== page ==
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Eur J Hum Genet. 2015 Jun;23(6):870-3. doi: 10.1038/ejhg.2014.210. Epub 2014 Oct 8.

Somatic neurofibromatosis type 1 (NF1) inactivation events in cutaneous neurofibromas of a single NF1 patient.

Author information

1
1] FG Development & Disease, Max Planck Institute for Molecular Genetics, Berlin, Germany [2] Institute for Medical Genetics and Human Genetics, Universitätsmedizin Berlin, Charité Berlin - Campus Virchow, Berlin, Germany.
2
1] Institute for Medical Genetics and Human Genetics, Universitätsmedizin Berlin, Charité Berlin - Campus Virchow, Berlin, Germany [2] Computational Molecular Biology, Max Planck Institute for Molecular Genetics, Berlin, Germany [3] Institute of Bioorganic Chemistry, Polish Academy of Sciences, Poznan, Poland.
3
1] FG Development & Disease, Max Planck Institute for Molecular Genetics, Berlin, Germany [2] Berlin-Brandenburg Center for Regenerative Therapies (BCRT), Berlin, Germany.
4
FG Development & Disease, Max Planck Institute for Molecular Genetics, Berlin, Germany.
5
Institute for Medical Genetics and Human Genetics, Universitätsmedizin Berlin, Charité Berlin - Campus Virchow, Berlin, Germany.
6
Center for Laser Medicine, Evangelic Elisabeth Clinic, Berlin, Germany.
7
Department of Maxillofacial Surgery, University Hospital Eppendorf, Hamburg, Germany.
8
Division of Human Genetics, Medical University Innsbruck, Innsbruck, Austria.
9
Computational Molecular Biology, Max Planck Institute for Molecular Genetics, Berlin, Germany.
10
1] Division of Human Genetics, Medical University Innsbruck, Innsbruck, Austria [2] Institute of Clinical Genetics, Carl Gustav Carus Medical Academy, Technical University, Dresden, Germany.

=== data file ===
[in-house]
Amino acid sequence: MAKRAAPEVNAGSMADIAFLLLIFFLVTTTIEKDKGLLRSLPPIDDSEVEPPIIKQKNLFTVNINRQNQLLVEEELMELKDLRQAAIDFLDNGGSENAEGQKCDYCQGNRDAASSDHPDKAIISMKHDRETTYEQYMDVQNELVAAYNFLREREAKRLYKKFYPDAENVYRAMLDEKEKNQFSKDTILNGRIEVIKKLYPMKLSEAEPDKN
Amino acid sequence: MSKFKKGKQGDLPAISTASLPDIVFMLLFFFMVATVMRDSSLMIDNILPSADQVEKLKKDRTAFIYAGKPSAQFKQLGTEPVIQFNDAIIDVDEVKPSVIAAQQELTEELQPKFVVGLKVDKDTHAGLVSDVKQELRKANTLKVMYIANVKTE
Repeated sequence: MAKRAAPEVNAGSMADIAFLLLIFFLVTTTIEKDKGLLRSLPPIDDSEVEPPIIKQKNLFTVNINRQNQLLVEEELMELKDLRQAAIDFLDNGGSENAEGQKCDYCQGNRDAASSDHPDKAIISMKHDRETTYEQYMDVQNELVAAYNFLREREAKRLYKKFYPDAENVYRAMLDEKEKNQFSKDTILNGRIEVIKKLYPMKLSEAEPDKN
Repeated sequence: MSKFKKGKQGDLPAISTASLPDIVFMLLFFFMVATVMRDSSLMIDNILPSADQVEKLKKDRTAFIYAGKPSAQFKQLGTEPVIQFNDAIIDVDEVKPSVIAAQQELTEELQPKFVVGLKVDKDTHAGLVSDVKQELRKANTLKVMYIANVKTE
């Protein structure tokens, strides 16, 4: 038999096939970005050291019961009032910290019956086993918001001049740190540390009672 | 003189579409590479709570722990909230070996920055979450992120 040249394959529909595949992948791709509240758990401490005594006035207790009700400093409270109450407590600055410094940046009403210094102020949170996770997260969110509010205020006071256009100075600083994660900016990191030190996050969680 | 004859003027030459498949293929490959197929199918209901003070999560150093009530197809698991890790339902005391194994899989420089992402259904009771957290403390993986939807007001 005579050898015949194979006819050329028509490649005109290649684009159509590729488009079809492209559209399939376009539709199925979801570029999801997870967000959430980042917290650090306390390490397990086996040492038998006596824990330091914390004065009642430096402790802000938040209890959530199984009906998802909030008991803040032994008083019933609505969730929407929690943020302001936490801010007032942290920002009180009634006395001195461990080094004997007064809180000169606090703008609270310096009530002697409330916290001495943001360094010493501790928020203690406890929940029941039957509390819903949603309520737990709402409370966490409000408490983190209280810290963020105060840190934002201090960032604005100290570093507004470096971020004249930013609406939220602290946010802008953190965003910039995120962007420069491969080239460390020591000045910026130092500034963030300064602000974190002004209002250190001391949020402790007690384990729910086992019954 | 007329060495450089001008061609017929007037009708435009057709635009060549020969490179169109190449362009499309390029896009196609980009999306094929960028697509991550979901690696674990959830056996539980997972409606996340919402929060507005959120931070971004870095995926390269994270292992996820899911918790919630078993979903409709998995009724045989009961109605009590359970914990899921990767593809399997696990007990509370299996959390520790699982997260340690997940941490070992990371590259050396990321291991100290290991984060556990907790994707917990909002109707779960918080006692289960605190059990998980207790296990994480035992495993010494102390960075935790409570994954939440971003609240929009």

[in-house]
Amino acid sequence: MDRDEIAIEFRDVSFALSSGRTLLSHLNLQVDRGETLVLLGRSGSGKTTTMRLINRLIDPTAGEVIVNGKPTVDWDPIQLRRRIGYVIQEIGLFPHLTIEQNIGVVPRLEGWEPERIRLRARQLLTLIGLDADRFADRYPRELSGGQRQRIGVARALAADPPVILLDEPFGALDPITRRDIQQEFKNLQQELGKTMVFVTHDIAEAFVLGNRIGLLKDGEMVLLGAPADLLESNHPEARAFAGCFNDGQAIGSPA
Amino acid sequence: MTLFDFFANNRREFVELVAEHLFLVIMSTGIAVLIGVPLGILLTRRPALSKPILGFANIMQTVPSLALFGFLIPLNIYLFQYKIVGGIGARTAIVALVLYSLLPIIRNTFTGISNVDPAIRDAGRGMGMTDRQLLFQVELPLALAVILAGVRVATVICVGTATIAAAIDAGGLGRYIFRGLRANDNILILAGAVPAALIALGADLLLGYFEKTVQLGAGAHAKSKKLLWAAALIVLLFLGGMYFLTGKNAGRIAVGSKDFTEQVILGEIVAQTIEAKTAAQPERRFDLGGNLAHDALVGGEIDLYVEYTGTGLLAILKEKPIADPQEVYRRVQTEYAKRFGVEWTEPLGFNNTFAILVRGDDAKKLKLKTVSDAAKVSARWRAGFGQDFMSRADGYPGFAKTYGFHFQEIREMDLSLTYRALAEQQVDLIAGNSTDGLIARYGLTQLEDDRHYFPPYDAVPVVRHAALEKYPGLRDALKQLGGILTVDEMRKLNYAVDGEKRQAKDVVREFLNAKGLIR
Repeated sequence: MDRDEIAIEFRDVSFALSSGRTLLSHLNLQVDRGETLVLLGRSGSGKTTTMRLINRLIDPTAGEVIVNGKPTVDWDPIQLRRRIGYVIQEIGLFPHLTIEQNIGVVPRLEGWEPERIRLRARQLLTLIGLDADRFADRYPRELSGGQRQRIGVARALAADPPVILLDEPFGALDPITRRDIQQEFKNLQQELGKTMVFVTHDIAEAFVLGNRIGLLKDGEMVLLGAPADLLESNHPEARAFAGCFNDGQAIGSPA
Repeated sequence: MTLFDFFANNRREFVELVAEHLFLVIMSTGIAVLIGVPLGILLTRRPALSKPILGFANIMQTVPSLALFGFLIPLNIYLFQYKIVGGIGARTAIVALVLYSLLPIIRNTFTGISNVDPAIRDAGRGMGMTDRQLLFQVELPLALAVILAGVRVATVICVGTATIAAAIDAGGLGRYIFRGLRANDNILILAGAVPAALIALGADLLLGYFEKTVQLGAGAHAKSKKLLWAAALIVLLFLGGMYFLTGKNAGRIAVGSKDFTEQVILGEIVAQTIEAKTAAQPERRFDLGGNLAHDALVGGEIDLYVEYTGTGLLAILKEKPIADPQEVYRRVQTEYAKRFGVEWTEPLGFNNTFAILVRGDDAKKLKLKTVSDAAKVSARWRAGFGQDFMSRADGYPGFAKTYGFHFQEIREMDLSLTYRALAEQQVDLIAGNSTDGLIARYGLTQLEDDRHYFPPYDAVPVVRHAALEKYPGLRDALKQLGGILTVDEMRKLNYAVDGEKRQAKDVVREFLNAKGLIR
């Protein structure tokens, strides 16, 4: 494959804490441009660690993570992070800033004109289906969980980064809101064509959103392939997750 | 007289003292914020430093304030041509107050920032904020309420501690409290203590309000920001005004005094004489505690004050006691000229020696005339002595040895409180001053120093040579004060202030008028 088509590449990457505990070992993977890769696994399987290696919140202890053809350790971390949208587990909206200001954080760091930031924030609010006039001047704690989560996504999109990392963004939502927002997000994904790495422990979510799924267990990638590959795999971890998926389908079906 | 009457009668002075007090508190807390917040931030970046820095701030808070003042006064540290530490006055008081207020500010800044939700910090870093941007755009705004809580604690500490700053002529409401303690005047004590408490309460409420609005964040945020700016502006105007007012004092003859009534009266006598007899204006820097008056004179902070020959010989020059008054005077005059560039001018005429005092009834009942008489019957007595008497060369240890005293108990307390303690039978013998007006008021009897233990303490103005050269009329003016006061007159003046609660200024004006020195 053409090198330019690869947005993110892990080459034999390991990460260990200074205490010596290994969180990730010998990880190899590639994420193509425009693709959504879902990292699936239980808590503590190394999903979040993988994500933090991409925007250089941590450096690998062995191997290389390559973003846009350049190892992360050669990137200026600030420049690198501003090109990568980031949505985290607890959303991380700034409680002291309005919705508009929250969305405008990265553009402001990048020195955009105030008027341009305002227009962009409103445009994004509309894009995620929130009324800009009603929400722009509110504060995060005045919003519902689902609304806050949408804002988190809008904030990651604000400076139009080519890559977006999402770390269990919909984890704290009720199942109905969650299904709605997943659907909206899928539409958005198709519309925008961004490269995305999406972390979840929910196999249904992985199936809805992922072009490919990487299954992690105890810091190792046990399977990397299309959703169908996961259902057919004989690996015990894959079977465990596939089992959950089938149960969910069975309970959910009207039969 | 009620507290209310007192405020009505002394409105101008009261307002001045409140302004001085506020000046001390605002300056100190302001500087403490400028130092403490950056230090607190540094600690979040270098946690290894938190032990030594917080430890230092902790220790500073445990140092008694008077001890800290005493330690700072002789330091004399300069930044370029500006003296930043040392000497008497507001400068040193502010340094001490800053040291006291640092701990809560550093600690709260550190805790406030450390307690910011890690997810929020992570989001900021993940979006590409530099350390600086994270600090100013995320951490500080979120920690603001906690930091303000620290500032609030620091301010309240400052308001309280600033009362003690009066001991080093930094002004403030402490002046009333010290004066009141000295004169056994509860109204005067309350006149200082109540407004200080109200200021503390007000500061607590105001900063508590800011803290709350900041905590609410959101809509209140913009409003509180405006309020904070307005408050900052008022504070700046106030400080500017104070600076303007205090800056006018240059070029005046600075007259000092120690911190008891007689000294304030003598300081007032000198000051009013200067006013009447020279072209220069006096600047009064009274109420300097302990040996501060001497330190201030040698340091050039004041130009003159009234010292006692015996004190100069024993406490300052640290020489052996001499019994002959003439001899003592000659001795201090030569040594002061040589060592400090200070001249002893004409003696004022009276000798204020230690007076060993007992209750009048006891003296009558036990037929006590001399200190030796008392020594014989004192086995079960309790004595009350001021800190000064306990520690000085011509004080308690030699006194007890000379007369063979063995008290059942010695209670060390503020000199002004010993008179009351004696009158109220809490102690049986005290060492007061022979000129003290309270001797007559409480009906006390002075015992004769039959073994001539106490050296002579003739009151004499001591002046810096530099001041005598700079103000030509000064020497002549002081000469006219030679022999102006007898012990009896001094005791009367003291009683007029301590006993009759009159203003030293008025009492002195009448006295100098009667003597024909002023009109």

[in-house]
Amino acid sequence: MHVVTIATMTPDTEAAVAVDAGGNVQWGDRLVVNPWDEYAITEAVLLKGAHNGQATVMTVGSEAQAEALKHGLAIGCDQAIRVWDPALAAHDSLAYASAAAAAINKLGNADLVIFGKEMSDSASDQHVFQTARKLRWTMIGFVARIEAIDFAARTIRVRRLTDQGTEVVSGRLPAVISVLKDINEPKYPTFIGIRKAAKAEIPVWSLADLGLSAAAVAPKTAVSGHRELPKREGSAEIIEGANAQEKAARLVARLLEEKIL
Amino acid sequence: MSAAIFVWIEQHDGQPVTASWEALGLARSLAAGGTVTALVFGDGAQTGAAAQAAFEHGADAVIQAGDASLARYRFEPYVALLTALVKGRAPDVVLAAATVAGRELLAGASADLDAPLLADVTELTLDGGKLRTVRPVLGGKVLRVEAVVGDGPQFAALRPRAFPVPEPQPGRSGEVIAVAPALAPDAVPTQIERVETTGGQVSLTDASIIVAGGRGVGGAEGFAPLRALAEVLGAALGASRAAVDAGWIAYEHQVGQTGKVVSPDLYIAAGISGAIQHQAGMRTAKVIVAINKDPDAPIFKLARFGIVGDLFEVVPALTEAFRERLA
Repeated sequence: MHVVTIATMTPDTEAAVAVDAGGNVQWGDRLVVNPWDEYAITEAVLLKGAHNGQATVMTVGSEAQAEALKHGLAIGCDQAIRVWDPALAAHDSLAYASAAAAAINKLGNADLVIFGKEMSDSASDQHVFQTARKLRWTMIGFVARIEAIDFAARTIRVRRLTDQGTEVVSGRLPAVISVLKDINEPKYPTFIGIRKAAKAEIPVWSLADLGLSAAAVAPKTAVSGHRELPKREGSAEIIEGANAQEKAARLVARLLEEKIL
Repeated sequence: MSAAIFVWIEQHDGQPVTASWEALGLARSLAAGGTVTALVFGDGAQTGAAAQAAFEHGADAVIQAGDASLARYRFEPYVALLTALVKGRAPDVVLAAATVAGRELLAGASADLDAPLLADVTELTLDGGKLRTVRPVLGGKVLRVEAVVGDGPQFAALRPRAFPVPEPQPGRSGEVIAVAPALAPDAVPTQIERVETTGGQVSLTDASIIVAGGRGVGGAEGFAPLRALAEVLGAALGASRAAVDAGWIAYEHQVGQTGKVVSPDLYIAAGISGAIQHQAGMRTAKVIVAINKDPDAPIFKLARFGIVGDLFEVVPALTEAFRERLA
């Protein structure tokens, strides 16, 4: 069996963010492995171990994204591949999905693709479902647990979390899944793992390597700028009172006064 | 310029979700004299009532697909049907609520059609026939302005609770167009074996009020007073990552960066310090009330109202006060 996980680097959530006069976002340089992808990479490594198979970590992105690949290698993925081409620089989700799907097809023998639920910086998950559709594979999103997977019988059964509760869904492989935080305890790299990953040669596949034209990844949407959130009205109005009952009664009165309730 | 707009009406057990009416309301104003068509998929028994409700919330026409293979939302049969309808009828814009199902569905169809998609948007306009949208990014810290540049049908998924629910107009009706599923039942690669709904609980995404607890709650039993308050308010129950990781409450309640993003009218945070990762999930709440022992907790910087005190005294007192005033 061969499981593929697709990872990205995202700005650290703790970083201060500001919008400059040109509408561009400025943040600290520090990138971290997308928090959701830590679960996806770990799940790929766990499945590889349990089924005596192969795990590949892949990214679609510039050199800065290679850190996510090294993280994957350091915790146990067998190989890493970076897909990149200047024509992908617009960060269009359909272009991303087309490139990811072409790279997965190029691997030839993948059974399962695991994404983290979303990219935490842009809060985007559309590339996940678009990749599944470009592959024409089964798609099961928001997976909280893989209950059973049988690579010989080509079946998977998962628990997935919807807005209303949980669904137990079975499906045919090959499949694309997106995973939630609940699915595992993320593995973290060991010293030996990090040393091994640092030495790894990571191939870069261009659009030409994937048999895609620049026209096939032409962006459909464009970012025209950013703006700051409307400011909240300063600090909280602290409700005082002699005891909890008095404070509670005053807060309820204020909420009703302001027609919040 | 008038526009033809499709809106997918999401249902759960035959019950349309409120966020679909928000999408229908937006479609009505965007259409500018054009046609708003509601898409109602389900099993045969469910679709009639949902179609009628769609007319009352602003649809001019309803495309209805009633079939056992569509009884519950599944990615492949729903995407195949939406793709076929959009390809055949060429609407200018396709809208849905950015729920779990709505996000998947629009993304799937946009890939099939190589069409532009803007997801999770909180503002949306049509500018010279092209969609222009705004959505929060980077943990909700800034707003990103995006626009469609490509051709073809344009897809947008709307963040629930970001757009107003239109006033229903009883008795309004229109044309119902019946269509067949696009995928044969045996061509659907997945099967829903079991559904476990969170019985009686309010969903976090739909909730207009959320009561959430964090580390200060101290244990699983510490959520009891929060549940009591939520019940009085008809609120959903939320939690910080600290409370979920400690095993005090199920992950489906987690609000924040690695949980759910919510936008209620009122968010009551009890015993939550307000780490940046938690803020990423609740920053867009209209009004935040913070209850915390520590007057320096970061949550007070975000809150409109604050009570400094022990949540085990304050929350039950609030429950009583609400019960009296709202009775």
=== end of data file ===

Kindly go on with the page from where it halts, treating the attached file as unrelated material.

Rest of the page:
11
1] FG Development & Disease, Max Planck Institute for Molecular Genetics, Berlin, Germany [2] Institute for Medical Genetics and Human Genetics, Universitätsmedizin Berlin, Charité Berlin - Campus Virchow, Berlin, Germany [3] Berlin-Brandenburg Center for Regenerative Therapies (BCRT), Berlin, Germany.

Abstract

Neurofibromatosis type 1 (NF1) (MIM#162200) is a relatively frequent genetic condition that predisposes to tumor formation. The main types of tumors occurring in NF1 patients are cutaneous and subcutaneous neurofibromas, plexiform neurofibromas, optic pathway gliomas, and malignant peripheral nerve sheath tumors. To search for somatic mutations in cutaneous (dermal) neurofibromas, whole-exome sequencing (WES) was performed on seven spatially separated tumors and two reference tissues (blood and unaffected skin) from a single NF1 patient. Validation of WES findings was done using routine Sanger sequencing or Sequenom IPlex SNP genotyping. Exome sequencing confirmed the existence of a known familial splice-site mutation NM_000267.3:c.3113+1G>A in exon 23 of NF1 gene (HGMD ID CS951480) in blood, unaffected skin, and all tumor samples. In five out of seven analyzed tumors, we additionally detected second-hit mutations in the NF1 gene. Four of them were novel and one was previously observed. Each mutation was distinct, demonstrating the independent origin of each tumor. Only in two of seven tumors we detected an additional somatic mutation that was not associated with NF1. Our study demonstrated that somatic mutations of NF1 are likely the main drivers of cutaneous tumor formation. The study provides evidence for the rareness of single base pair level alterations in the exomes of benign NF1 cutaneous tumors.

PMID:
25293717
PMCID:
PMC4795057
DOI:
10.1038/ejhg.2014.210
[Indexed for MEDLINE]
Free PMC Article

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